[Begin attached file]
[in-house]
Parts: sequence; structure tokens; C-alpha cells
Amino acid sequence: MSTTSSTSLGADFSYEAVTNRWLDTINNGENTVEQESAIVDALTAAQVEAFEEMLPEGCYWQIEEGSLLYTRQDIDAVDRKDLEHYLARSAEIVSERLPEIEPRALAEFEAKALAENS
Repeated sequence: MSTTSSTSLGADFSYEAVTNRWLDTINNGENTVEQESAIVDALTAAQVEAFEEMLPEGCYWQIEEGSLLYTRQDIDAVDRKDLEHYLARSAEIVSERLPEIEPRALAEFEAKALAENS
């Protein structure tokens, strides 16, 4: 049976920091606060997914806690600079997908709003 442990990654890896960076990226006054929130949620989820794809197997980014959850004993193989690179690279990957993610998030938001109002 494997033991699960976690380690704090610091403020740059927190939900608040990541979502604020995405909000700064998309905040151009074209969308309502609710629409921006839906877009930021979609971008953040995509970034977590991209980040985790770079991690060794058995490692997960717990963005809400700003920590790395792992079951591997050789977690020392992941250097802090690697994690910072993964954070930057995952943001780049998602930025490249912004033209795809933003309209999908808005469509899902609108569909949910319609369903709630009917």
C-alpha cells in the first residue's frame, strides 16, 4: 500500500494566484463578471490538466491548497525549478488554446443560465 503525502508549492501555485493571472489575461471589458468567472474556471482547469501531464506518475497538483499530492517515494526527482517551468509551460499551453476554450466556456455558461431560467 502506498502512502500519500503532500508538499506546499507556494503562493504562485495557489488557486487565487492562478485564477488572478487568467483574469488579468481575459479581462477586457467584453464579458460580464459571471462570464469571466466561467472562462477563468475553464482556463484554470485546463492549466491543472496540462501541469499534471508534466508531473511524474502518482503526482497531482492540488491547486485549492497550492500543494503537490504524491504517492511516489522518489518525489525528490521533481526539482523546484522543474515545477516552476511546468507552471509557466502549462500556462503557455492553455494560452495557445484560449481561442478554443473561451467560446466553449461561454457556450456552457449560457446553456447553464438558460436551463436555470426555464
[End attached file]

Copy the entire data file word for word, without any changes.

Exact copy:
[in-house]
Parts: sequence; structure tokens; C-alpha cells
Amino acid sequence: MSTTSSTSLGADFSYEAVTNRWLDTINNGENTVEQESAIVDALTAAQVEAFEEMLPEGCYWQIEEGSLLYTRQDIDAVDRKDLEHYLARSAEIVSERLPEIEPRALAEFEAKALAENS
Repeated sequence: MSTTSSTSLGADFSYEAVTNRWLDTINNGENTVEQESAIVDALTAAQVEAFEEMLPEGCYWQIEEGSLLYTRQDIDAVDRKDLEHYLARSAEIVSERLPEIEPRALAEFEAKALAENS
């Protein structure tokens, strides 16, 4: 049976920091606060997914806690600079997908709003 442990990654890896960076990226006054929130949620989820794809197997980014959850004993193989690179690279990957993610998030938001109002 494997033991699960976690380690704090610091403020740059927190939900608040990541979502604020995405909000700064998309905040151009074209969308309502609710629409921006839906877009930021979609971008953040995509970034977590991209980040985790770079991690060794058995490692997960717990963005809400700003920590790395792992079951591997050789977690020392992941250097802090690697994690910072993964954070930057995952943001780049998602930025490249912004033209795809933003309209999908808005469509899902609108569909949910319609369903709630009917």
C-alpha cells in the first residue's frame, strides 16, 4: 500500500494566484463578471490538466491548497525549478488554446443560465 503525502508549492501555485493571472489575461471589458468567472474556471482547469501531464506518475497538483499530492517515494526527482517551468509551460499551453476554450466556456455558461431560467 502506498502512502500519500503532500508538499506546499507556494503562493504562485495557489488557486487565487492562478485564477488572478487568467483574469488579468481575459479581462477586457467584453464579458460580464459571471462570464469571466466561467472562462477563468475553464482556463484554470485546463492549466491543472496540462501541469499534471508534466508531473511524474502518482503526482497531482492540488491547486485549492497550492500543494503537490504524491504517492511516489522518489518525489525528490521533481526539482523546484522543474515545477516552476511546468507552471509557466502549462500556462503557455492553455494560452495557445484560449481561442478554443473561451467560446466553449461561454457556450456552457449560457446553456447553464438558460436551463436555470426555464